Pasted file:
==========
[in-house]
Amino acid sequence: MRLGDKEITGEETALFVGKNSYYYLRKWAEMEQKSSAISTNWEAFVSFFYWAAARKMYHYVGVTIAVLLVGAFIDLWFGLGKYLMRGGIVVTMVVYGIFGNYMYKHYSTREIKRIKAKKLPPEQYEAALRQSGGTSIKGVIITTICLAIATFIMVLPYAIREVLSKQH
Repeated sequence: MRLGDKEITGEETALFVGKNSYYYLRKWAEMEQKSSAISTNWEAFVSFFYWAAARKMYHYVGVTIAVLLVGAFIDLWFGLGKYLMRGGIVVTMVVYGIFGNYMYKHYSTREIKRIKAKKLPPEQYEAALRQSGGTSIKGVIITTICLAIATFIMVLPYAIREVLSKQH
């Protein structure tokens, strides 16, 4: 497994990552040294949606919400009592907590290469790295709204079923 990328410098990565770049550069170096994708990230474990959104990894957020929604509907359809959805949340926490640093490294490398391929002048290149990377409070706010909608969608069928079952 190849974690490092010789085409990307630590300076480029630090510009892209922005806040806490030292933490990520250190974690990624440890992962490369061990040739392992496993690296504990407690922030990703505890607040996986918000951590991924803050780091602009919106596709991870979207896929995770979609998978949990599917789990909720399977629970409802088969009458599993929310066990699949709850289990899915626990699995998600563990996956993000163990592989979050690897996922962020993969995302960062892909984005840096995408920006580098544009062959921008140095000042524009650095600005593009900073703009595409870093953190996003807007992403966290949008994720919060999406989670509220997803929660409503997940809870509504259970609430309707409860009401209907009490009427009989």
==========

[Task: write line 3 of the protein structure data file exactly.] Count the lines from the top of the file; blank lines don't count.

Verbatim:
Repeated sequence: MRLGDKEITGEETALFVGKNSYYYLRKWAEMEQKSSAISTNWEAFVSFFYWAAARKMYHYVGVTIAVLLVGAFIDLWFGLGKYLMRGGIVVTMVVYGIFGNYMYKHYSTREIKRIKAKKLPPEQYEAALRQSGGTSIKGVIITTICLAIATFIMVLPYAIREVLSKQH